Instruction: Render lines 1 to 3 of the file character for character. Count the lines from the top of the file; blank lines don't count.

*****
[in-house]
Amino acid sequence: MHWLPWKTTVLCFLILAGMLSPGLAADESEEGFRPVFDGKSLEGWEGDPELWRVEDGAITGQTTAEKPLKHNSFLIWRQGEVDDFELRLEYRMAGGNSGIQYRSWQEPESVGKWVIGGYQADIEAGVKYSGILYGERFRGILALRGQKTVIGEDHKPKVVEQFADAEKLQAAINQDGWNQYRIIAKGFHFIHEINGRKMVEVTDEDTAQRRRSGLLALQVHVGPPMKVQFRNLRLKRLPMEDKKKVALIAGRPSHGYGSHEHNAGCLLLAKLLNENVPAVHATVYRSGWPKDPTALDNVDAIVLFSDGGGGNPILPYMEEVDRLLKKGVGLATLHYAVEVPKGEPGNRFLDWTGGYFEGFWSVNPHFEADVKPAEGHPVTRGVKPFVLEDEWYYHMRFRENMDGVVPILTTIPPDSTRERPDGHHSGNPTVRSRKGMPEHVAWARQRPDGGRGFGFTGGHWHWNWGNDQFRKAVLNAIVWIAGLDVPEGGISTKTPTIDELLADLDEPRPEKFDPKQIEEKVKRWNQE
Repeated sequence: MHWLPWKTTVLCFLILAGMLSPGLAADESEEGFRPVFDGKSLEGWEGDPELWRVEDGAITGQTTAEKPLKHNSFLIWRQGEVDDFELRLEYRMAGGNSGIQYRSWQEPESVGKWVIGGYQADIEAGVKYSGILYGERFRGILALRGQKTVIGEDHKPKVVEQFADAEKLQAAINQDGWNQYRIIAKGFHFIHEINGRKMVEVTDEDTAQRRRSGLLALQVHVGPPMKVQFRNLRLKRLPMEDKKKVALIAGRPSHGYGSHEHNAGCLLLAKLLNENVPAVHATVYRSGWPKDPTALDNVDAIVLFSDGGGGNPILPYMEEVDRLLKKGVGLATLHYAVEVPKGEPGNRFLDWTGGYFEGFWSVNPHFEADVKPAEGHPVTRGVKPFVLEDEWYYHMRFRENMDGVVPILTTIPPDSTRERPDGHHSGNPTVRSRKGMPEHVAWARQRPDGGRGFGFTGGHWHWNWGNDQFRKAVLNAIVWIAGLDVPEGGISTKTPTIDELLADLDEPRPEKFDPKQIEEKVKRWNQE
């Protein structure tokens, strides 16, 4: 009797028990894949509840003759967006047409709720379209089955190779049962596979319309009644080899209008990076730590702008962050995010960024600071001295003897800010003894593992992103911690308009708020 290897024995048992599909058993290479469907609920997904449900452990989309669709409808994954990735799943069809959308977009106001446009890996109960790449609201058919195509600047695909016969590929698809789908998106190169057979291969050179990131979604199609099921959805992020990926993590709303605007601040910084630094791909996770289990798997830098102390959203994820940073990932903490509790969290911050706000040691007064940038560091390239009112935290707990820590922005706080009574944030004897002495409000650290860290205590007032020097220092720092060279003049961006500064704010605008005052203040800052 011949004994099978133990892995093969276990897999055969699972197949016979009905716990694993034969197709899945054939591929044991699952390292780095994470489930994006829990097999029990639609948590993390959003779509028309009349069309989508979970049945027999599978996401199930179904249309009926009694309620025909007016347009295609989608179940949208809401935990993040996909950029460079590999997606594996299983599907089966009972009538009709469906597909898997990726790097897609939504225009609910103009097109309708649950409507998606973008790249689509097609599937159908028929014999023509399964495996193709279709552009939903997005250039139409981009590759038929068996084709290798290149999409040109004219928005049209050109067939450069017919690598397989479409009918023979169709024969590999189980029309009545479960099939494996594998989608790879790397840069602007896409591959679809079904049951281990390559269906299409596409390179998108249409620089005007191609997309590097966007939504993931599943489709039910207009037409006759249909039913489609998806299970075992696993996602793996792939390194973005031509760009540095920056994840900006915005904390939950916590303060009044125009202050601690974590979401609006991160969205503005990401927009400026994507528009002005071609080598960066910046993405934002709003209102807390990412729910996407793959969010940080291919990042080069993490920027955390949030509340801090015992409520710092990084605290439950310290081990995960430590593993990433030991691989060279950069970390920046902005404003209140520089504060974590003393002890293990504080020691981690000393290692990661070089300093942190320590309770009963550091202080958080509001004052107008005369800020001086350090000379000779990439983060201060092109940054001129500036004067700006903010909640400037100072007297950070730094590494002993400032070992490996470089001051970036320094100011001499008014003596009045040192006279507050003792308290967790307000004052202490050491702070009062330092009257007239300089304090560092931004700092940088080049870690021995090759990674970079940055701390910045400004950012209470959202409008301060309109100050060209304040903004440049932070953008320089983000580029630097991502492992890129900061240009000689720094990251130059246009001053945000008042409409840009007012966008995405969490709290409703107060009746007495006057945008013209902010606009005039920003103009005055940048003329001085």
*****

[in-house]
Amino acid sequence: MHWLPWKTTVLCFLILAGMLSPGLAADESEEGFRPVFDGKSLEGWEGDPELWRVEDGAITGQTTAEKPLKHNSFLIWRQGEVDDFELRLEYRMAGGNSGIQYRSWQEPESVGKWVIGGYQADIEAGVKYSGILYGERFRGILALRGQKTVIGEDHKPKVVEQFADAEKLQAAINQDGWNQYRIIAKGFHFIHEINGRKMVEVTDEDTAQRRRSGLLALQVHVGPPMKVQFRNLRLKRLPMEDKKKVALIAGRPSHGYGSHEHNAGCLLLAKLLNENVPAVHATVYRSGWPKDPTALDNVDAIVLFSDGGGGNPILPYMEEVDRLLKKGVGLATLHYAVEVPKGEPGNRFLDWTGGYFEGFWSVNPHFEADVKPAEGHPVTRGVKPFVLEDEWYYHMRFRENMDGVVPILTTIPPDSTRERPDGHHSGNPTVRSRKGMPEHVAWARQRPDGGRGFGFTGGHWHWNWGNDQFRKAVLNAIVWIAGLDVPEGGISTKTPTIDELLADLDEPRPEKFDPKQIEEKVKRWNQE
Repeated sequence: MHWLPWKTTVLCFLILAGMLSPGLAADESEEGFRPVFDGKSLEGWEGDPELWRVEDGAITGQTTAEKPLKHNSFLIWRQGEVDDFELRLEYRMAGGNSGIQYRSWQEPESVGKWVIGGYQADIEAGVKYSGILYGERFRGILALRGQKTVIGEDHKPKVVEQFADAEKLQAAINQDGWNQYRIIAKGFHFIHEINGRKMVEVTDEDTAQRRRSGLLALQVHVGPPMKVQFRNLRLKRLPMEDKKKVALIAGRPSHGYGSHEHNAGCLLLAKLLNENVPAVHATVYRSGWPKDPTALDNVDAIVLFSDGGGGNPILPYMEEVDRLLKKGVGLATLHYAVEVPKGEPGNRFLDWTGGYFEGFWSVNPHFEADVKPAEGHPVTRGVKPFVLEDEWYYHMRFRENMDGVVPILTTIPPDSTRERPDGHHSGNPTVRSRKGMPEHVAWARQRPDGGRGFGFTGGHWHWNWGNDQFRKAVLNAIVWIAGLDVPEGGISTKTPTIDELLADLDEPRPEKFDPKQIEEKVKRWNQE